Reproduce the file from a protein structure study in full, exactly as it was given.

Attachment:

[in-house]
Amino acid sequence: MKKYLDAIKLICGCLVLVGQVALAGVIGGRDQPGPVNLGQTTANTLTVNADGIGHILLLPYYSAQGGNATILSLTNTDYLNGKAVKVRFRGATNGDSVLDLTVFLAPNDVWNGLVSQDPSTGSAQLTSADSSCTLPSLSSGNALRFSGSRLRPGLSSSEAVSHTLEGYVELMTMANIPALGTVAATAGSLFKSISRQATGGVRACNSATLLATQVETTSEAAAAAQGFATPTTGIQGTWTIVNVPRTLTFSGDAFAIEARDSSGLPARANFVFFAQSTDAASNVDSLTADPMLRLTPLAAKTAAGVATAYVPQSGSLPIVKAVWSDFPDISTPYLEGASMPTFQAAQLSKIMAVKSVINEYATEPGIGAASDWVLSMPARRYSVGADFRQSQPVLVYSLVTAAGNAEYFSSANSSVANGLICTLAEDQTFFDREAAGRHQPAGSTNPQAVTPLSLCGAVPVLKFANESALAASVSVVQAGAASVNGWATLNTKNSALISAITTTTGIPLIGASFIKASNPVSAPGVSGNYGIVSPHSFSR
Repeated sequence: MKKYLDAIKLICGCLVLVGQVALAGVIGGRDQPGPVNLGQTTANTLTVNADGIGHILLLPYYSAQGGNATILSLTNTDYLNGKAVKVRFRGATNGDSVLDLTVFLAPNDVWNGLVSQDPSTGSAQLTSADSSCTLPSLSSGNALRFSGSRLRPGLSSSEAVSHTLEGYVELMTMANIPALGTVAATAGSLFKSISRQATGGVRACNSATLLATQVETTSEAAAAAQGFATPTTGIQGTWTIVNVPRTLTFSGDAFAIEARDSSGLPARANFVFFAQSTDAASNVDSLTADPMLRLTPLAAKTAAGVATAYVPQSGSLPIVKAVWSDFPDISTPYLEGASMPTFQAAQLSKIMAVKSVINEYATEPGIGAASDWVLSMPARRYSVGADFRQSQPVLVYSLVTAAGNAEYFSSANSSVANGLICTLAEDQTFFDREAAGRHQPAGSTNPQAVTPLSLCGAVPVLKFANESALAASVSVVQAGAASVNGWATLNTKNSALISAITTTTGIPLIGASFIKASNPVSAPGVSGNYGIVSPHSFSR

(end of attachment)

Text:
[in-house]
Amino acid sequence: MKKYLDAIKLICGCLVLVGQVALAGVIGGRDQPGPVNLGQTTANTLTVNADGIGHILLLPYYSAQGGNATILSLTNTDYLNGKAVKVRFRGATNGDSVLDLTVFLAPNDVWNGLVSQDPSTGSAQLTSADSSCTLPSLSSGNALRFSGSRLRPGLSSSEAVSHTLEGYVELMTMANIPALGTVAATAGSLFKSISRQATGGVRACNSATLLATQVETTSEAAAAAQGFATPTTGIQGTWTIVNVPRTLTFSGDAFAIEARDSSGLPARANFVFFAQSTDAASNVDSLTADPMLRLTPLAAKTAAGVATAYVPQSGSLPIVKAVWSDFPDISTPYLEGASMPTFQAAQLSKIMAVKSVINEYATEPGIGAASDWVLSMPARRYSVGADFRQSQPVLVYSLVTAAGNAEYFSSANSSVANGLICTLAEDQTFFDREAAGRHQPAGSTNPQAVTPLSLCGAVPVLKFANESALAASVSVVQAGAASVNGWATLNTKNSALISAITTTTGIPLIGASFIKASNPVSAPGVSGNYGIVSPHSFSR
Repeated sequence: MKKYLDAIKLICGCLVLVGQVALAGVIGGRDQPGPVNLGQTTANTLTVNADGIGHILLLPYYSAQGGNATILSLTNTDYLNGKAVKVRFRGATNGDSVLDLTVFLAPNDVWNGLVSQDPSTGSAQLTSADSSCTLPSLSSGNALRFSGSRLRPGLSSSEAVSHTLEGYVELMTMANIPALGTVAATAGSLFKSISRQATGGVRACNSATLLATQVETTSEAAAAAQGFATPTTGIQGTWTIVNVPRTLTFSGDAFAIEARDSSGLPARANFVFFAQSTDAASNVDSLTADPMLRLTPLAAKTAAGVATAYVPQSGSLPIVKAVWSDFPDISTPYLEGASMPTFQAAQLSKIMAVKSVINEYATEPGIGAASDWVLSMPARRYSVGADFRQSQPVLVYSLVTAAGNAEYFSSANSSVANGLICTLAEDQTFFDREAAGRHQPAGSTNPQAVTPLSLCGAVPVLKFANESALAASVSVVQAGAASVNGWATLNTKNSALISAITTTTGIPLIGASFIKASNPVSAPGVSGNYGIVSPHSFSR